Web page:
A Mother's "Yes"
by Patrice Fagnant-MacArthur
This week we celebrate the Annunciation, moved from its usual commemoration on March 25th to March 31st due to our extraordinarily early Easter. To reflect on Mary's visit from the angel Gabriel is to reflect on the power of a mother's "yes." She was a young woman who had no idea where her "yes" would lead her. She could not envision the trip to Bethlehem or giving birth among the animals. She could not hear the words of Simeon in the temple, "A sword will pierce her heart." She could not imagine fleeing to Egypt in order to save the life of her child, or the fear of thinking her child was lost as she and Joseph searched the streets of Jerusalem frantically for him. In her worst nightmares, she could not have pictured the pain of the cross. In her wildest dreams, she could not have experienced the glory of the Resurrection. And yet, she said "yes." She said "yes" because she knew it was God's will and she was a faithful Jewish woman who lived to do God's will.
In a similar, although certainly not so dramatic fashion, each mother says "yes" to the gift of an unborn child. While we generally get the news from a home pregnancy test or a doctor rather than an angel, we each say "yes" to an unknown future. We can't even imagine the unique road that each child will travel and that we will journey with him or her. We say "yes" to both the joys and pains of motherhood. We say "yes" to first words and first steps and loving hugs and graduations and weddings. We also say "yes" to sleepless nights and temper tantrums and illness and teenage angst. We say "yes" to loving even when we don't actually like our children. We say "yes" to loving even when our children reject us.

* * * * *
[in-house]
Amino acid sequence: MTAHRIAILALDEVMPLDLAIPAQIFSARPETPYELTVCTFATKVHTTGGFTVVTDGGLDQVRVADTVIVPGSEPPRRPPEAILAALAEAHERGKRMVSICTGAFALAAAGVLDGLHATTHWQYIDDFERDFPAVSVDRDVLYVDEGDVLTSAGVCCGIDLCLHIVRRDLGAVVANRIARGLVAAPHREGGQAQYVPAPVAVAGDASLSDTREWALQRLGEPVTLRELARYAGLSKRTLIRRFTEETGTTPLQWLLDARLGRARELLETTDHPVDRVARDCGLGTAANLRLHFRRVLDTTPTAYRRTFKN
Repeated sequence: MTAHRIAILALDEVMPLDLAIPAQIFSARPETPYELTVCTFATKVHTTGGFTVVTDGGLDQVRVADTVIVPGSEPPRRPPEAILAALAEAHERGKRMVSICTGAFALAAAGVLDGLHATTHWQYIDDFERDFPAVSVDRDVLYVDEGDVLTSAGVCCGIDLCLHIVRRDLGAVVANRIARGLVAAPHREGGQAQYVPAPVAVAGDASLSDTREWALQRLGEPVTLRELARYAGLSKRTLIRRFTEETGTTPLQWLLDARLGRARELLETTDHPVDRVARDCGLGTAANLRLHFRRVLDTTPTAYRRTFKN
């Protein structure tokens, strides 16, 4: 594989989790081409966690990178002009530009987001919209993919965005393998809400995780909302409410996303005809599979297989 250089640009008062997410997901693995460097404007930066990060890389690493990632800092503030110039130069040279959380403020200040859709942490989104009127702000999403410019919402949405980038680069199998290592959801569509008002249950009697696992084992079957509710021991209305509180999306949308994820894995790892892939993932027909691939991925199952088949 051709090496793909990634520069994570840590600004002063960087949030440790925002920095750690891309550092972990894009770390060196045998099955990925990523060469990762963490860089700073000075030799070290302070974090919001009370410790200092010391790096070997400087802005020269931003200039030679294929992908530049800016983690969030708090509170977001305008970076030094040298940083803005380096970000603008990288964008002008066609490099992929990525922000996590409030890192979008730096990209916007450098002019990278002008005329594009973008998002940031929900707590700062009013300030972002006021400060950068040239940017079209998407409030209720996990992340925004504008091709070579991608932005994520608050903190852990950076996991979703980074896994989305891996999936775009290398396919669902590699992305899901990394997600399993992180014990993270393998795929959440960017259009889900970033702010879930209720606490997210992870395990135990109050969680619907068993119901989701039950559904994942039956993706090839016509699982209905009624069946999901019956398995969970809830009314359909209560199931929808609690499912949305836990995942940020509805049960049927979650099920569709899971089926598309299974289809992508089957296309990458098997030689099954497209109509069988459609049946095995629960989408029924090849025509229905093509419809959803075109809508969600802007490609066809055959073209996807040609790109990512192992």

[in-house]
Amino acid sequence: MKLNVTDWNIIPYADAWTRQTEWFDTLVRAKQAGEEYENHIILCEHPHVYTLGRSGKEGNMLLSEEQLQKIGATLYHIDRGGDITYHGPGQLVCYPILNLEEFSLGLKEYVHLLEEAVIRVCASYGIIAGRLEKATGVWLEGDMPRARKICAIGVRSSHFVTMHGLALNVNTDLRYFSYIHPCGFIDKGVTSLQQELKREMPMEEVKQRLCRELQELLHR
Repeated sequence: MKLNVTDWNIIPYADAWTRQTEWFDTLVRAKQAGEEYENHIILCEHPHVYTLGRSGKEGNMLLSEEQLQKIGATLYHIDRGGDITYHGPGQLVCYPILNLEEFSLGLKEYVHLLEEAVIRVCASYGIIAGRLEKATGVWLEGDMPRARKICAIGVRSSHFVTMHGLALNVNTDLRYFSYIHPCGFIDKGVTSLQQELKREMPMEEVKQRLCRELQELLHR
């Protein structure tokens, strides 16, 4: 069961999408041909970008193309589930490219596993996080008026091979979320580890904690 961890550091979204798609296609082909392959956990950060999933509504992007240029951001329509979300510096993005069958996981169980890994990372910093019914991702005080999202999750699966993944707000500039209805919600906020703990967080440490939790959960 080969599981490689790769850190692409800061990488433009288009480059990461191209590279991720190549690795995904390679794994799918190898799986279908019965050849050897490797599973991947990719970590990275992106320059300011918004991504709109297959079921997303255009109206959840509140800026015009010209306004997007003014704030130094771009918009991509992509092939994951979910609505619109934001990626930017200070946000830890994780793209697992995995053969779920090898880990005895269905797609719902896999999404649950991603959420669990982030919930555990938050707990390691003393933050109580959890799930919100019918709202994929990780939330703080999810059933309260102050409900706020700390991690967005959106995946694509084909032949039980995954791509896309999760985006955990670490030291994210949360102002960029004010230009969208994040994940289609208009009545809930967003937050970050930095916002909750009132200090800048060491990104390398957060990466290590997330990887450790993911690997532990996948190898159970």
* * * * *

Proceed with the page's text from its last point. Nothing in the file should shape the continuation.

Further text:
Mary's "yes" allowed salvation to come to the world. Our "yes" also changes the course of the world. Each child leaves an indelible mark on our own lives and the lives of all those that they will touch. An unborn child comes from God with a purpose to fulfill, an irreplaceable role to play in history.
Mary's life was changed forever by her "yes." In a moment, she became an unwed pregnant woman, a fate punishable by death in the world in which she lived. But she trusted that God had a plan; that somehow it would all work out for good. We can learn so much from Mary's trust. We need to trust in God even when our parenting journey is filled with difficulty, even on days we don't know how we are possibly going to make it through the day. We need to remember that our children are God's children first. God is with us to help us bring them up. We need to trust that God has a plan for both our children and for us.
Indeed, a mother's "yes" is a powerful affirmation. This week, let us be thankful for Mary's "yes" as well as the "yes" of each mother since the beginning of time. Let us be thankful for both the invitation to motherhood and the gift of our children. Let us rejoice at being able to be part of God's great creative plan.
About the Author
Patrice Fagnant-MacArthur is editor of "Spiritual Woman" (http://www.spiritualwoman.net). Visit her blogs at
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